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A Lady of Quality Frances Hodgson Burnett

Wherein Sir Jeoffry's boon companions drink a toast

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"Lord, Lord!" he said. "There's not a man in the shire has such another little devil--and Rake, 'her horse,'" grinning--"and she to ride him so. I love thee, wench--hang me if I do not!"

She made him play with her and with Rake for a good hour, and then took him back to the stables, and there ordered him about finely among the dogs and horses, perceiving that somehow this great man she had got hold of was a creature who was in power and could be made use of.

When they returned to the house, he had her to eat her mid-day meal with him, when she called for ale, and drank it, and did good trencher duty, making him the while roar with laughter at her impudent child-talk.

"Never have I so split my sides since I was twenty," he said. "It makes me young again to roar so. She shall not leave my sight, since by chance I have found her. 'Tis too good a joke to lose, when times are dull, as they get to be as a man's years go on."

He sent for her woman and laid strange new commands on her.

"Where hath she hitherto been kept?" he asked.

"In the west wing, where are the nurseries, and where Mistress Wimpole abides with Mistress Barbara and Mistress Anne," the woman answered, with a frightened curtsey.

"Henceforth she shall live in this part of the house where I do," he said. "Make ready the chambers that were my lady's, and prepare to stay there with her."

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From that hour the child's fate was sealed. He made himself her playfellow, and romped with and indulged her until she became fonder of him than of any groom or stable-boy she had been companions with before. But, indeed, she had never been given to bestowing much affection on those around her, seeming to feel herself too high a personage to show softness. The ones she showed most favour to were those who served her best; and even to them it was always FAVOUR she showed, not tenderness. Certain dogs and horses she was fond of, Rake coming nearest to her heart, and the place her father won in her affections was somewhat like to Rake's. She made him her servant and tyrannised over him, but at the same time followed and imitated him as if she had been a young spaniel he was training. The life the child led, it would have broken a motherly woman's heart to hear about; but there was no good woman near her, her mother's relatives, and even Sir Jeoffry's own, having cut themselves off early from them--Wildairs Hall and its master being no great credit to those having the misfortune to be connected with them. The neighbouring gentry had gradually ceased to visit the family some time before her ladyship's death, and since then the only guests who frequented the place were a circle of hunting, drinking, and guzzling boon companions of Sir Jeoffry's own, who joined him in all his carousals and debaucheries.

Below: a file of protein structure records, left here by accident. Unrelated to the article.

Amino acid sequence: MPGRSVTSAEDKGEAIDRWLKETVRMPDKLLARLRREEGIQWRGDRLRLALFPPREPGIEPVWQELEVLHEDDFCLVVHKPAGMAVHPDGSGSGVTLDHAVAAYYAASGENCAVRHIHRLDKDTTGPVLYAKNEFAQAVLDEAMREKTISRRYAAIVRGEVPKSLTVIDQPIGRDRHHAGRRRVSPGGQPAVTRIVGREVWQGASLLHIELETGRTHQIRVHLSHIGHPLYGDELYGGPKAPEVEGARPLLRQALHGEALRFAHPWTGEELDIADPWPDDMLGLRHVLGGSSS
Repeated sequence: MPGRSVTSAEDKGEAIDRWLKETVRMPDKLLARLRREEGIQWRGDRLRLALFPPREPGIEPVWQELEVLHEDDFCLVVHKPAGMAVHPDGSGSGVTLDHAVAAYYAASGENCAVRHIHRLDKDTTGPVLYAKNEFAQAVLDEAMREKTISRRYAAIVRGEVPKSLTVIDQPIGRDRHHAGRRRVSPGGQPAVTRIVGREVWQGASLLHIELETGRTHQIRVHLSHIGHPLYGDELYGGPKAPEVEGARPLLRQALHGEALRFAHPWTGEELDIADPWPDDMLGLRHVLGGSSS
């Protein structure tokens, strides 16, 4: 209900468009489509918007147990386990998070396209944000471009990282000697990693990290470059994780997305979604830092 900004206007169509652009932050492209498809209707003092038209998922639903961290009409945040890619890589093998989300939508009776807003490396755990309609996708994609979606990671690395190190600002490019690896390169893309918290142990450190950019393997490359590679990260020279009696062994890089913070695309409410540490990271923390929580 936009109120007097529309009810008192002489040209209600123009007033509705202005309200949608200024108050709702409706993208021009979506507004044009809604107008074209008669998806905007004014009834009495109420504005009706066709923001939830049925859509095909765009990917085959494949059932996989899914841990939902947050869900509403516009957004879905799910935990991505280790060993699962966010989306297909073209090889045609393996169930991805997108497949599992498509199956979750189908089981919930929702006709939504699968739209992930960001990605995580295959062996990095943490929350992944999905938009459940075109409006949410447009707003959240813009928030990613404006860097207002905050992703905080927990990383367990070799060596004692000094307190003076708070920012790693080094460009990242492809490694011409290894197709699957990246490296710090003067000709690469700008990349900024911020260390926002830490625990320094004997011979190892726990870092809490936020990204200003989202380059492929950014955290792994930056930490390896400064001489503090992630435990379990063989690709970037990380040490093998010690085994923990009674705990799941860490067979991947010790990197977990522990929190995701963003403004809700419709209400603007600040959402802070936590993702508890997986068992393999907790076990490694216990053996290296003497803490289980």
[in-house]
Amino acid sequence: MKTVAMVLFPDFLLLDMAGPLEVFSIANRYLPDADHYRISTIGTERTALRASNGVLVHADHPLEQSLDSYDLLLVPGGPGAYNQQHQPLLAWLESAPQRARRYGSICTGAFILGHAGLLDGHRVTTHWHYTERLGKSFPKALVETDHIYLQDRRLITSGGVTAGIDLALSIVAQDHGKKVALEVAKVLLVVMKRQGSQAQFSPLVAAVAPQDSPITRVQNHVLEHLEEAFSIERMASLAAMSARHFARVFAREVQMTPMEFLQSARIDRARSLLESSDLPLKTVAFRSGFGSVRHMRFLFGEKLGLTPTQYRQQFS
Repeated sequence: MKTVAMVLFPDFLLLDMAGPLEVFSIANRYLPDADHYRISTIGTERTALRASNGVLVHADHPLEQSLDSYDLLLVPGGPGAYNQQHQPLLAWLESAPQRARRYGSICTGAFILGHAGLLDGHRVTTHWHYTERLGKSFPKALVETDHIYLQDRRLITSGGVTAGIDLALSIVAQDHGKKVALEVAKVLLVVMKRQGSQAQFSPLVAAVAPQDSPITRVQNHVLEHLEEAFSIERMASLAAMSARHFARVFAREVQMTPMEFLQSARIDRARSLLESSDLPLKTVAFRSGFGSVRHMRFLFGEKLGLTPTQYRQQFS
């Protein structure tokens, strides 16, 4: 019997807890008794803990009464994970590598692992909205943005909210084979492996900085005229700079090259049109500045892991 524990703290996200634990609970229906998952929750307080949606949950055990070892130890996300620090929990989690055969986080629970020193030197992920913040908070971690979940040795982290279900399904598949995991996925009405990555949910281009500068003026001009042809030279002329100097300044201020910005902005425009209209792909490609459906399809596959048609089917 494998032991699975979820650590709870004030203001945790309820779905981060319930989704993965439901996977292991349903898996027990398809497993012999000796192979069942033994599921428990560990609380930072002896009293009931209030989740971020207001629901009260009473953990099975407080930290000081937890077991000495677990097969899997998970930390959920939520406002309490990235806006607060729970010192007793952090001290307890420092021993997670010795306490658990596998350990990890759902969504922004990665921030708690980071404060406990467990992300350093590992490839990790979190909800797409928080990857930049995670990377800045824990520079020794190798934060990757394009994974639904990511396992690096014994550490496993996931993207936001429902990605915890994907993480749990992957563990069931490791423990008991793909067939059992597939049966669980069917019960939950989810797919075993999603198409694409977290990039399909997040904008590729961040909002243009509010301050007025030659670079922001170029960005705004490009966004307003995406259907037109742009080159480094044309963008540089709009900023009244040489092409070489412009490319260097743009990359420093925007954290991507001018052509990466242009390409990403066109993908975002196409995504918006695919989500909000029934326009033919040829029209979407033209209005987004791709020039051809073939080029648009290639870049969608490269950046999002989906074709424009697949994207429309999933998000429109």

To these he announced his discovery of his daughter with tumultuous delight. He told them, amid storms of laughter, of his first encounter with her; of her flogging him with his own crop, and cursing him like a trooper; of her claiming Rake as her own horse, and swearing at the man who had dared to take him from the stable to ride; and of her sitting him like an infant jockey, and seeming, by some strange power, to have mastered him as no other had been able heretofore to do. Then he had her brought into the dining-room, where they sat over their bottles drinking deep, and setting her on the table, he exhibited her to them, boasting of her beauty, showing them her splendid arm and leg and thigh, measuring her height, and exciting her to test the strength of the grip of her hand and the power of her little fist.

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A Lady of Quality
Frances Hodgson Burnett

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